dsmwoodwork added on 3/1/2017
Want a nightstand or side table? You can build your own with just 3 tools: a saw, drill/driver, and Kreg jig. Granted I used a few extra tools but it can be done with just the 3 listed.
Follow the steps below to complete this project.
Cut legs to length from 2 x 2 (28-¼” for my table).
Cut 1 x 3 to length for apron pieces and bottom shelf supports (assuming ½” overlap for tabletop, measure apron/supports to 10-½” each).
Setting the Kreg drill bit for ¾” material depth, drill 2 pocket holes at each end of all apron/support 1 x 3’s.
Carefully begin assembling apron pieces to 2 x 2 legs. Apply a thin bead of glue to the end of the 1 x 3 and clamp it to the 2 x 2. Drive the Kreg screws using your drill or impact driver. If using the impact driver, be sure to put it on the lowest torque setting. Otherwise, use your drill/driver on a low driver setting (it’ll “ratchet” once snug).
Assemble the shelf supports using the approach as in Step 4. You can add pocket hole plugs with glue if the holes are going to show. It’s up to you.
At this point, I realized I did not drill vertical pocket holes in the apron pieces to attach the tabletop. Since you technically want some movement to occur with a tabletop (expanding/contracting), I decided to use my biscuit joiner to cut inlets/dados for Z-clips. You can find Z-clips at your local Woodcraft, Rockler, or on Amazon. I bought mine from Woodcraft.
*Update: Installing the Z-clips did not go as planned. Apparently, my inlets/dados were too close to the table top for assembly. I went back and put in vertical pocket holes for a snug fit. This shouldn’t be a problem.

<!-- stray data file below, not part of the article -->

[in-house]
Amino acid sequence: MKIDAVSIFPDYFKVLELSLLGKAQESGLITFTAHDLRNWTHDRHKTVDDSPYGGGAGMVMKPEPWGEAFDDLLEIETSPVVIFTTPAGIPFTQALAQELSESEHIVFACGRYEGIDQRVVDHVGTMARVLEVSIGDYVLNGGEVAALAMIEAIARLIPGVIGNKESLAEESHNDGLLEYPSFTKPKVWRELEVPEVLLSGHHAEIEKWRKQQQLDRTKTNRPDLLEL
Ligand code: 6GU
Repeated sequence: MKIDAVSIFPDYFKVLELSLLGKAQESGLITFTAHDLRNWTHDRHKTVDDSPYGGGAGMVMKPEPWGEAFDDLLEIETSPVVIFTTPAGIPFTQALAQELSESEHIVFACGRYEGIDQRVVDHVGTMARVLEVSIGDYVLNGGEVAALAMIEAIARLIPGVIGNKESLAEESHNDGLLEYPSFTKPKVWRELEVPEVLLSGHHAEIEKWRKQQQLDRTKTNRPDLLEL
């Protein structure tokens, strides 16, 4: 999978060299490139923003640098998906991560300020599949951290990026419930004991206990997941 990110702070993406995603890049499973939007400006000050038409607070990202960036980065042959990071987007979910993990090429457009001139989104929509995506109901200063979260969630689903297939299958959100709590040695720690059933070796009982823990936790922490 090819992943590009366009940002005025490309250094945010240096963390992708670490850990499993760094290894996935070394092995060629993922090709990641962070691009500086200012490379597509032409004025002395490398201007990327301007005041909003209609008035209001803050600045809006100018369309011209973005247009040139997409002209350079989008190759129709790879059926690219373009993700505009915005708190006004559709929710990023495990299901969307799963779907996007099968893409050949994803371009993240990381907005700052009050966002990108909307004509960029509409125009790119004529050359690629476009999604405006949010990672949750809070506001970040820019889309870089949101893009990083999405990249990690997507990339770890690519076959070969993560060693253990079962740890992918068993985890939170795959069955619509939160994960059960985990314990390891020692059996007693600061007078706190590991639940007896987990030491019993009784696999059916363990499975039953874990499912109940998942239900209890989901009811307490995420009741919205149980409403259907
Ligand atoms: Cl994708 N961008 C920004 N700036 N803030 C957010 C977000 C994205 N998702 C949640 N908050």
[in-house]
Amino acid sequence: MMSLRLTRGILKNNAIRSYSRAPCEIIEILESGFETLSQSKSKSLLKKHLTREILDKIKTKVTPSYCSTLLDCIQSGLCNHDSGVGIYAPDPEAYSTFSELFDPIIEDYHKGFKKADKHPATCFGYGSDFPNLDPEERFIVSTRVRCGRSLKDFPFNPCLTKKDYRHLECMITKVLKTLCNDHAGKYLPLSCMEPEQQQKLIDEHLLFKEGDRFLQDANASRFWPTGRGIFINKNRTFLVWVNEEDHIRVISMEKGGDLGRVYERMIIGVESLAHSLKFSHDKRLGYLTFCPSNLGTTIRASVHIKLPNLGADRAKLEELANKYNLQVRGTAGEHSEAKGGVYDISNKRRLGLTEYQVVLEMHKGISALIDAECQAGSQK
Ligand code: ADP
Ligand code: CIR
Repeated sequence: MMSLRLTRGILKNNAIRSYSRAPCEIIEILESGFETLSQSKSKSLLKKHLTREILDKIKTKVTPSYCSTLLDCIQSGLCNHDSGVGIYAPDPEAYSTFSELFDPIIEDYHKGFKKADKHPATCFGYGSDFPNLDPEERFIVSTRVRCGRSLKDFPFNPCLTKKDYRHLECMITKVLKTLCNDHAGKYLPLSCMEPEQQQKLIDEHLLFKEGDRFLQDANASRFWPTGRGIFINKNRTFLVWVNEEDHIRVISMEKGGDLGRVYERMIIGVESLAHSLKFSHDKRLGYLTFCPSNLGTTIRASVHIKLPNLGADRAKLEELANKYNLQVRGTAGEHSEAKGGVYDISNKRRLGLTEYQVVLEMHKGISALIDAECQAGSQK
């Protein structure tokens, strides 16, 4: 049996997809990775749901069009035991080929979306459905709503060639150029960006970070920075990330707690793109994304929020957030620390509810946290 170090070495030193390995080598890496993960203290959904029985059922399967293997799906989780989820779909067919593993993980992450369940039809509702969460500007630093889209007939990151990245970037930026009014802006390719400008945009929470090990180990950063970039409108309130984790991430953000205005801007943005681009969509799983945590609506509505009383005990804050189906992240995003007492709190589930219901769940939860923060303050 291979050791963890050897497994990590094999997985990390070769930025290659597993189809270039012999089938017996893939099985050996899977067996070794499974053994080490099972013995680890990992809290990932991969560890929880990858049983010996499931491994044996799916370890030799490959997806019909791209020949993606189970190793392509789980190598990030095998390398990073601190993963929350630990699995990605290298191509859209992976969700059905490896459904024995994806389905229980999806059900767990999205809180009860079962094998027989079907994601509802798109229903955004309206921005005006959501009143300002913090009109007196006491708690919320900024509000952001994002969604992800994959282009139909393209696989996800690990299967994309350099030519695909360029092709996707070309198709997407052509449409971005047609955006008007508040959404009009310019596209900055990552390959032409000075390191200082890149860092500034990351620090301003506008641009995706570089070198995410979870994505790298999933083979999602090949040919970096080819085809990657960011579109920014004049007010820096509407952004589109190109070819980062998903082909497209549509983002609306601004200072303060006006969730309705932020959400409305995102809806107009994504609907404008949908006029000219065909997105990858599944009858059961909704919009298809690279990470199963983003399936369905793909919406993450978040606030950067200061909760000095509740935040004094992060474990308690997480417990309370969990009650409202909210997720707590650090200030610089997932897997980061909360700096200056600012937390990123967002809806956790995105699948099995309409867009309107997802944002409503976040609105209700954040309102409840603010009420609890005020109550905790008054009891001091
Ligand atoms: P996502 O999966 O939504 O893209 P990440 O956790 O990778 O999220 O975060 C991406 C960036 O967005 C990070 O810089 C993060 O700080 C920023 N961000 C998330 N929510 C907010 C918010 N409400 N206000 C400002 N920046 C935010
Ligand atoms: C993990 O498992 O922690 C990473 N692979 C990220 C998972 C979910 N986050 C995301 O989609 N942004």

You can install a bottom shelf a few different ways. You can use pocket holes on the underside of the shelf to tie into the supports. You can place the shelf on top of the supports and tie in using vertical pocket holes from the supports or secure from the top of the shelf into the supports using glue/brad nails or countersunk screws. I decided to skip the shelf so that I wouldn’t accumulate stuff on my side of the bed.
Sand the table base. Since the lumber is already smooth, I started at 150 grit and finished at 220 grit. Wipe down with a damp cloth or tack cloth. Let dry before applying your finish.
Paint or stain the base. If staining pine, use a pre-stain wood conditioner to eliminate the blotchy appearance. Also, use a top coat to protect the finish. I prefer satin polycrylic. In this instance, I chose to paint the base. I spray primed the base for good measure too.
Assemble the tabletop to the base and enjoy!
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